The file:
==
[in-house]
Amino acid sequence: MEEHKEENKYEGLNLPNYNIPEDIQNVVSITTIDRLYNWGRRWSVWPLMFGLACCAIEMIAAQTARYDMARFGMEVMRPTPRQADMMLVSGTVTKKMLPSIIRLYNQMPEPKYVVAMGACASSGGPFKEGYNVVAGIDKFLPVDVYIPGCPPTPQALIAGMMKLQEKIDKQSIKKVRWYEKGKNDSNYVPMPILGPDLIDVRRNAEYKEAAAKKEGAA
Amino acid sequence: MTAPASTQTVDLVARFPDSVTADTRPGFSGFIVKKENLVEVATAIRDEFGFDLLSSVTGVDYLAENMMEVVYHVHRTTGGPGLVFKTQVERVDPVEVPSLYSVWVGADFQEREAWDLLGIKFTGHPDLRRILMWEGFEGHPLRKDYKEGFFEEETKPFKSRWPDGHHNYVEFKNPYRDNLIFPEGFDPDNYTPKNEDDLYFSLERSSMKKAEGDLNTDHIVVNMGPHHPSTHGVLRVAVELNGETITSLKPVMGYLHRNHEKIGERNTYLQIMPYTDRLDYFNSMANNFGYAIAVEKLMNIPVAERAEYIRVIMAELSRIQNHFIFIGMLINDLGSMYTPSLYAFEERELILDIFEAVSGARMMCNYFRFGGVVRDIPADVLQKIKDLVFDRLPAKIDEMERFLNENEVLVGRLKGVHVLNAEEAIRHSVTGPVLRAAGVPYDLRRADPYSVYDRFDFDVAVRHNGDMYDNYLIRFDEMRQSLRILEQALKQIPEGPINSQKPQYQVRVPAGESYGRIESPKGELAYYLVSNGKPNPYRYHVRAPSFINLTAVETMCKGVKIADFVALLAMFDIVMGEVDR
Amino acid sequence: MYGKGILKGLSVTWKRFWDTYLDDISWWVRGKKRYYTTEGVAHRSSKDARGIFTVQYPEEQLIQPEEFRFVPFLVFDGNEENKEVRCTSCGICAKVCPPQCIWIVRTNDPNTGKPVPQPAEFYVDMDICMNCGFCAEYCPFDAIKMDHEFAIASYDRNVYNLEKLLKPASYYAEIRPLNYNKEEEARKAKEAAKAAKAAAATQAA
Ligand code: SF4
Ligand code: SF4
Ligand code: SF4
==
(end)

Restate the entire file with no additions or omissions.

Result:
[in-house]
Amino acid sequence: MEEHKEENKYEGLNLPNYNIPEDIQNVVSITTIDRLYNWGRRWSVWPLMFGLACCAIEMIAAQTARYDMARFGMEVMRPTPRQADMMLVSGTVTKKMLPSIIRLYNQMPEPKYVVAMGACASSGGPFKEGYNVVAGIDKFLPVDVYIPGCPPTPQALIAGMMKLQEKIDKQSIKKVRWYEKGKNDSNYVPMPILGPDLIDVRRNAEYKEAAAKKEGAA
Amino acid sequence: MTAPASTQTVDLVARFPDSVTADTRPGFSGFIVKKENLVEVATAIRDEFGFDLLSSVTGVDYLAENMMEVVYHVHRTTGGPGLVFKTQVERVDPVEVPSLYSVWVGADFQEREAWDLLGIKFTGHPDLRRILMWEGFEGHPLRKDYKEGFFEEETKPFKSRWPDGHHNYVEFKNPYRDNLIFPEGFDPDNYTPKNEDDLYFSLERSSMKKAEGDLNTDHIVVNMGPHHPSTHGVLRVAVELNGETITSLKPVMGYLHRNHEKIGERNTYLQIMPYTDRLDYFNSMANNFGYAIAVEKLMNIPVAERAEYIRVIMAELSRIQNHFIFIGMLINDLGSMYTPSLYAFEERELILDIFEAVSGARMMCNYFRFGGVVRDIPADVLQKIKDLVFDRLPAKIDEMERFLNENEVLVGRLKGVHVLNAEEAIRHSVTGPVLRAAGVPYDLRRADPYSVYDRFDFDVAVRHNGDMYDNYLIRFDEMRQSLRILEQALKQIPEGPINSQKPQYQVRVPAGESYGRIESPKGELAYYLVSNGKPNPYRYHVRAPSFINLTAVETMCKGVKIADFVALLAMFDIVMGEVDR
Amino acid sequence: MYGKGILKGLSVTWKRFWDTYLDDISWWVRGKKRYYTTEGVAHRSSKDARGIFTVQYPEEQLIQPEEFRFVPFLVFDGNEENKEVRCTSCGICAKVCPPQCIWIVRTNDPNTGKPVPQPAEFYVDMDICMNCGFCAEYCPFDAIKMDHEFAIASYDRNVYNLEKLLKPASYYAEIRPLNYNKEEEARKAKEAAKAAKAAAATQAA
Ligand code: SF4
Ligand code: SF4
Ligand code: SF4